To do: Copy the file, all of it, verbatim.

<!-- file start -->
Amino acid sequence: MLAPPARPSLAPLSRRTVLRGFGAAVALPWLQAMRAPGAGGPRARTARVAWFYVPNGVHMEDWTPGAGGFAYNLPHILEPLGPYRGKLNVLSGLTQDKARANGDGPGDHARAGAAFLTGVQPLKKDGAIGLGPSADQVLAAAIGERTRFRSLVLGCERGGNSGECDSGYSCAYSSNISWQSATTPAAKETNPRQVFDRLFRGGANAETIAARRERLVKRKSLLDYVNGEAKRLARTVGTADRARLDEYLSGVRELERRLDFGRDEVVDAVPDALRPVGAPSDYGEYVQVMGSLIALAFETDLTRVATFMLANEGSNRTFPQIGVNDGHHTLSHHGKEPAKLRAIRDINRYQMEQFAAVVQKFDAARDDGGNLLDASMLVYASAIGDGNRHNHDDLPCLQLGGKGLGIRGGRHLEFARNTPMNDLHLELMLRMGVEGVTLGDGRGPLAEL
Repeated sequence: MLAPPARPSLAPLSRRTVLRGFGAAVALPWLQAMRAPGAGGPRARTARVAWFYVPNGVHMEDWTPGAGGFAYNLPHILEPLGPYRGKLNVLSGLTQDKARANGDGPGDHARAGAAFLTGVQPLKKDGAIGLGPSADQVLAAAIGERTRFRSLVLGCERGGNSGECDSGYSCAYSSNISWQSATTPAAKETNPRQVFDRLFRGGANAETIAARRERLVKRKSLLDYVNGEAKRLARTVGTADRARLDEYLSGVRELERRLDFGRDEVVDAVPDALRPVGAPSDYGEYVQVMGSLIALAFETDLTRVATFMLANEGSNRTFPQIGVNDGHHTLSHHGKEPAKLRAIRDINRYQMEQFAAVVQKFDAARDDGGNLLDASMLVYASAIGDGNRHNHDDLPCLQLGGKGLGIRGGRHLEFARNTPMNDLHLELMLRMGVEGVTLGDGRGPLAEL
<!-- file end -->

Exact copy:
Amino acid sequence: MLAPPARPSLAPLSRRTVLRGFGAAVALPWLQAMRAPGAGGPRARTARVAWFYVPNGVHMEDWTPGAGGFAYNLPHILEPLGPYRGKLNVLSGLTQDKARANGDGPGDHARAGAAFLTGVQPLKKDGAIGLGPSADQVLAAAIGERTRFRSLVLGCERGGNSGECDSGYSCAYSSNISWQSATTPAAKETNPRQVFDRLFRGGANAETIAARRERLVKRKSLLDYVNGEAKRLARTVGTADRARLDEYLSGVRELERRLDFGRDEVVDAVPDALRPVGAPSDYGEYVQVMGSLIALAFETDLTRVATFMLANEGSNRTFPQIGVNDGHHTLSHHGKEPAKLRAIRDINRYQMEQFAAVVQKFDAARDDGGNLLDASMLVYASAIGDGNRHNHDDLPCLQLGGKGLGIRGGRHLEFARNTPMNDLHLELMLRMGVEGVTLGDGRGPLAEL
Repeated sequence: MLAPPARPSLAPLSRRTVLRGFGAAVALPWLQAMRAPGAGGPRARTARVAWFYVPNGVHMEDWTPGAGGFAYNLPHILEPLGPYRGKLNVLSGLTQDKARANGDGPGDHARAGAAFLTGVQPLKKDGAIGLGPSADQVLAAAIGERTRFRSLVLGCERGGNSGECDSGYSCAYSSNISWQSATTPAAKETNPRQVFDRLFRGGANAETIAARRERLVKRKSLLDYVNGEAKRLARTVGTADRARLDEYLSGVRELERRLDFGRDEVVDAVPDALRPVGAPSDYGEYVQVMGSLIALAFETDLTRVATFMLANEGSNRTFPQIGVNDGHHTLSHHGKEPAKLRAIRDINRYQMEQFAAVVQKFDAARDDGGNLLDASMLVYASAIGDGNRHNHDDLPCLQLGGKGLGIRGGRHLEFARNTPMNDLHLELMLRMGVEGVTLGDGRGPLAEL